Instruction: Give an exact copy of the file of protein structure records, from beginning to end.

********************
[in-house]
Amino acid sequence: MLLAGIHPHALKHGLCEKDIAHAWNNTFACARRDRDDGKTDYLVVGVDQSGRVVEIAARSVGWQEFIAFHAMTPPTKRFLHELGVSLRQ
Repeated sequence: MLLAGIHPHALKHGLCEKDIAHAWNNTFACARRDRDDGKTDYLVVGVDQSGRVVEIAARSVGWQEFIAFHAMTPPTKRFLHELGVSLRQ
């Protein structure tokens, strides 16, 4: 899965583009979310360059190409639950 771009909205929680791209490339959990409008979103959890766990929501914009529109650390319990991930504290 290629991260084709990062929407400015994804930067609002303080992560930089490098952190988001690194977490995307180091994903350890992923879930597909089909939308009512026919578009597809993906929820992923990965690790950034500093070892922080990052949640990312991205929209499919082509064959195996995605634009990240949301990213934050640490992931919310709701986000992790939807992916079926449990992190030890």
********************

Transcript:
[in-house]
Amino acid sequence: MLLAGIHPHALKHGLCEKDIAHAWNNTFACARRDRDDGKTDYLVVGVDQSGRVVEIAARSVGWQEFIAFHAMTPPTKRFLHELGVSLRQ
Repeated sequence: MLLAGIHPHALKHGLCEKDIAHAWNNTFACARRDRDDGKTDYLVVGVDQSGRVVEIAARSVGWQEFIAFHAMTPPTKRFLHELGVSLRQ
């Protein structure tokens, strides 16, 4: 899965583009979310360059190409639950 771009909205929680791209490339959990409008979103959890766990929501914009529109650390319990991930504290 290629991260084709990062929407400015994804930067609002303080992560930089490098952190988001690194977490995307180091994903350890992923879930597909089909939308009512026919578009597809993906929820992923990965690790950034500093070892922080990052949640990312991205929209499919082509064959195996995605634009990240949301990213934050640490992931919310709701986000992790939807992916079926449990992190030890």